February 14, 2015
In 2000, the United States declared that the measles virus had been eradicated. Yet, within the first week of 2015, there were approximately 121 cases reported in 17 different states. This trend is closely linked to parents choosing not to vaccinate their children. Anti-vaxxers have many reasons for choosing not to vaccinate their children, especially the high prices of vaccines and the potential health and safety hazards for... // Read More »
February 12, 2015
Yesterday, Steve Phillips echoed my support for Dr. Atul Gawande’s book, Being Mortal. One of Dr. Gawande’s key points is how difficult it can be for doctors to talk with their patients about care at the end of life, when the doctor cannot “fix” the problem. Steve also raised the difficulty of these discussions in his January 28 post on this blog. This past Tuesday,... // Read More »
February 11, 2015
I just finished reading Atul Gawande’s book Being Mortal and would recommend it to anyone interested in the issues surrounding death and dying. In the book Gawande comes across as both a caring physician and an engaging author. He weaves together the things he has learned about how we die and stories of the lives of a number of people as the live out the... // Read More »
February 10, 2015
The other day I was speaking to another physician about grace. This was at church, not surprisingly, but later I wondered why such discussions don’t occur in the hospital. When I recall the more remarkable physician-patient encounters I have seen, the word that comes to mind as the common theme is grace. We can see it in the physician calmly and pleasantly treating the irascible... // Read More »
February 9, 2015
The ways to make a baby have been expanded once again. While the ways to bring a baby into this world can be the source of much bioethical debate, it was generally accepted that two people would be part of the process. After a recent decision in the British House of Commons, this given has changed – three parent in vitro fertilization (IVF) has been... // Read More »
February 8, 2015
Sen. Feinstein of the U.S. Senate released a committee report two months ago on the use of torture by CIA interrogators in the 2000s. While some have expressed outrage, many have been silent on the matter. I think ethicists are obligated to speak on this issue, and Christian ethicists should be able to articulate the moral high ground regarding the treatment of prisoners or the... // Read More »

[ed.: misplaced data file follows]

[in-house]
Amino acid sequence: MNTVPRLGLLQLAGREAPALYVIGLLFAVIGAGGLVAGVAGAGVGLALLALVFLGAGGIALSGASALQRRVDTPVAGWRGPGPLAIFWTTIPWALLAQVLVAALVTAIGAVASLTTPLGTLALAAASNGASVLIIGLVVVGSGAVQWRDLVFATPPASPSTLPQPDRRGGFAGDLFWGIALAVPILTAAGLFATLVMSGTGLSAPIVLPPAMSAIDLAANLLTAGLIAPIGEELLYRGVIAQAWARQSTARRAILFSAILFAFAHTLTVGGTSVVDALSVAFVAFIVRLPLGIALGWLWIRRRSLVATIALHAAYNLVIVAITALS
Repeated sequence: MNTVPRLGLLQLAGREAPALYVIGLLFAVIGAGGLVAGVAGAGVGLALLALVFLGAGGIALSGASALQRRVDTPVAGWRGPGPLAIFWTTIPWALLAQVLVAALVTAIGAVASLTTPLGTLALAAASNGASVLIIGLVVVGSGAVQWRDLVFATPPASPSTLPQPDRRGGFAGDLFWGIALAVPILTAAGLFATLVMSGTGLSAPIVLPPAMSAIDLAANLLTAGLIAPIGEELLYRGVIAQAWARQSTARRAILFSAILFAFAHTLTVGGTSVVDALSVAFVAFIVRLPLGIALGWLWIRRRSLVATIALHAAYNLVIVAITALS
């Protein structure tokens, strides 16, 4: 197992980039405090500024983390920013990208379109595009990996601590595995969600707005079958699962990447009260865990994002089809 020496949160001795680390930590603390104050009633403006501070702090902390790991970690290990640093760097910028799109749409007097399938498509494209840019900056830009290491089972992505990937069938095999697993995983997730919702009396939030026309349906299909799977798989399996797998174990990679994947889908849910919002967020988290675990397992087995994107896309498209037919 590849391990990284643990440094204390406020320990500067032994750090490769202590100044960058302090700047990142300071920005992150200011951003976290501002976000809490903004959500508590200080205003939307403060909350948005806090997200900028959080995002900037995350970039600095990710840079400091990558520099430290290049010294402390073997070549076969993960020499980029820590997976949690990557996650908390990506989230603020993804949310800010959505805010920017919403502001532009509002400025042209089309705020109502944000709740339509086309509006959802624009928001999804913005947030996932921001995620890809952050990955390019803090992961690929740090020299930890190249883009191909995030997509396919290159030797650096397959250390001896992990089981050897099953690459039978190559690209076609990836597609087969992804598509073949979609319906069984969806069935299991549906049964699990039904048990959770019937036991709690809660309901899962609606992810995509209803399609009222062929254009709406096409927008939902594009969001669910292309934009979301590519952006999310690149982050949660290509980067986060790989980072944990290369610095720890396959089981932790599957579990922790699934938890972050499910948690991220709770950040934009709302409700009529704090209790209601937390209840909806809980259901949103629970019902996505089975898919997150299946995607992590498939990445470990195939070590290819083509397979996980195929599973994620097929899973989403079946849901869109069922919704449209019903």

February 7, 2015
In his recent State of the Union address, the President made the following statement: “As Americans, we respect human dignity… We do these things not only because they’re right, but because they make us safer.” Human dignity is a concept rich in significance and riddled with controversy. While you would be hard pressed to find someone who would disagree with the President that human dignity... // Read More »
February 7, 2015
Chronic Pain -- The Invisible Public Health Crises
A Call for Moral Leadership“I am an invisible man. No I am not a spook like those who haunted Edgar Allen Poe: Nor am I one of your Hollywood movie ectoplasms. I am a man of substance, of flesh and bone, fiber and liquids- and I might even be said to possess a mind. I am invisible, simply because people refuse to see me.”
- Ralph Ellison
Ralph Ellison’s famous novel, The Invisible Man
, starts with this passage, which also reminds me of the problem of chronic pain. The Institute of Medicine (IOM) report, Relieving Pain in America, documented the more than 100 million Americans (almost 1 in 3 and surely someone whom you know and love) suffers from chronic pain, at an economic cost of $6 billion and an incalculable psychological cost. We named pain as a “disease” because of its profound effects on the brain and its interference with multiple domains of the quality of life of sufferers. The committee identified chronic pain as a public health problem, given the sheer numbers affected, and the opportunities to intervene to prevent acute pain from becoming chronic pain. However, the report is now almost four years old, and it is fair to say has not really moved the needle in doing what we implored in the IOM report—“changing the way in which pain is judged, managed and perceived.” Why is that?